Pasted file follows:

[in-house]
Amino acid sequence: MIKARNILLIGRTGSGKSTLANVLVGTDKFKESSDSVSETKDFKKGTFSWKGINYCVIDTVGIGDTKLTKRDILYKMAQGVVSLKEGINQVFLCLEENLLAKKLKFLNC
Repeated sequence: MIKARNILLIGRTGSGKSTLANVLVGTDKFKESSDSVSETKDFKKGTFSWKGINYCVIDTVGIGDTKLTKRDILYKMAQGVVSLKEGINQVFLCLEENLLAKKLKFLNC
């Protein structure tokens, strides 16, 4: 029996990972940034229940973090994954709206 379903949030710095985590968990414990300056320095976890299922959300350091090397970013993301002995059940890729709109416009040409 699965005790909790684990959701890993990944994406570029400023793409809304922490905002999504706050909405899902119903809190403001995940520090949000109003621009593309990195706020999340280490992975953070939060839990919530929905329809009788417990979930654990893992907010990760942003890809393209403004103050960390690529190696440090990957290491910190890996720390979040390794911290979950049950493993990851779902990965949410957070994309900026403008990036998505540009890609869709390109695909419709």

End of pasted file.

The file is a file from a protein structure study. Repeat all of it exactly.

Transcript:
[in-house]
Amino acid sequence: MIKARNILLIGRTGSGKSTLANVLVGTDKFKESSDSVSETKDFKKGTFSWKGINYCVIDTVGIGDTKLTKRDILYKMAQGVVSLKEGINQVFLCLEENLLAKKLKFLNC
Repeated sequence: MIKARNILLIGRTGSGKSTLANVLVGTDKFKESSDSVSETKDFKKGTFSWKGINYCVIDTVGIGDTKLTKRDILYKMAQGVVSLKEGINQVFLCLEENLLAKKLKFLNC
């Protein structure tokens, strides 16, 4: 029996990972940034229940973090994954709206 379903949030710095985590968990414990300056320095976890299922959300350091090397970013993301002995059940890729709109416009040409 699965005790909790684990959701890993990944994406570029400023793409809304922490905002999504706050909405899902119903809190403001995940520090949000109003621009593309990195706020999340280490992975953070939060839990919530929905329809009788417990979930654990893992907010990760942003890809393209403004103050960390690529190696440090990957290491910190890996720390979040390794911290979950049950493993990851779902990965949410957070994309900026403008990036998505540009890609869709390109695909419709």